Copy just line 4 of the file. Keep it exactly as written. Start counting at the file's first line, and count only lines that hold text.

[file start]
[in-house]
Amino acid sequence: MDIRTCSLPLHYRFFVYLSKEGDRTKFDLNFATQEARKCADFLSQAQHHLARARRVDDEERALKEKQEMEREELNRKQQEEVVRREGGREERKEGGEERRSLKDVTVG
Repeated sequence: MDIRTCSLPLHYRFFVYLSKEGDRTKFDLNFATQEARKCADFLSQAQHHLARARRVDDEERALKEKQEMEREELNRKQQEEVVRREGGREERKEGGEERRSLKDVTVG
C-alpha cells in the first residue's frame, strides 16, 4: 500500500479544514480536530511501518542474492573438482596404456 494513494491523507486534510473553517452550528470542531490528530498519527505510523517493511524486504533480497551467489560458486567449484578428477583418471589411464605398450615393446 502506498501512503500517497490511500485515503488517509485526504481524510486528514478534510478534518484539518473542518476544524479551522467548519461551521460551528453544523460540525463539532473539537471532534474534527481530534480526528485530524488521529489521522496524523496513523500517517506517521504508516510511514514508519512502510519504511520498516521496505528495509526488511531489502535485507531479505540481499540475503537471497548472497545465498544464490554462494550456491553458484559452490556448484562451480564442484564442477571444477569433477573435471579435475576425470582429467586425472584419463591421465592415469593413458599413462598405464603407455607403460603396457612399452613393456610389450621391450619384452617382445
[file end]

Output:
C-alpha cells in the first residue's frame, strides 16, 4: 500500500479544514480536530511501518542474492573438482596404456 494513494491523507486534510473553517452550528470542531490528530498519527505510523517493511524486504533480497551467489560458486567449484578428477583418471589411464605398450615393446 502506498501512503500517497490511500485515503488517509485526504481524510486528514478534510478534518484539518473542518476544524479551522467548519461551521460551528453544523460540525463539532473539537471532534474534527481530534480526528485530524488521529489521522496524523496513523500517517506517521504508516510511514514508519512502510519504511520498516521496505528495509526488511531489502535485507531479505540481499540475503537471497548472497545465498544464490554462494550456491553458484559452490556448484562451480564442484564442477571444477569433477573435471579435475576425470582429467586425472584419463591421465592415469593413458599413462598405464603407455607403460603396457612399452613393456610389450621391450619384452617382445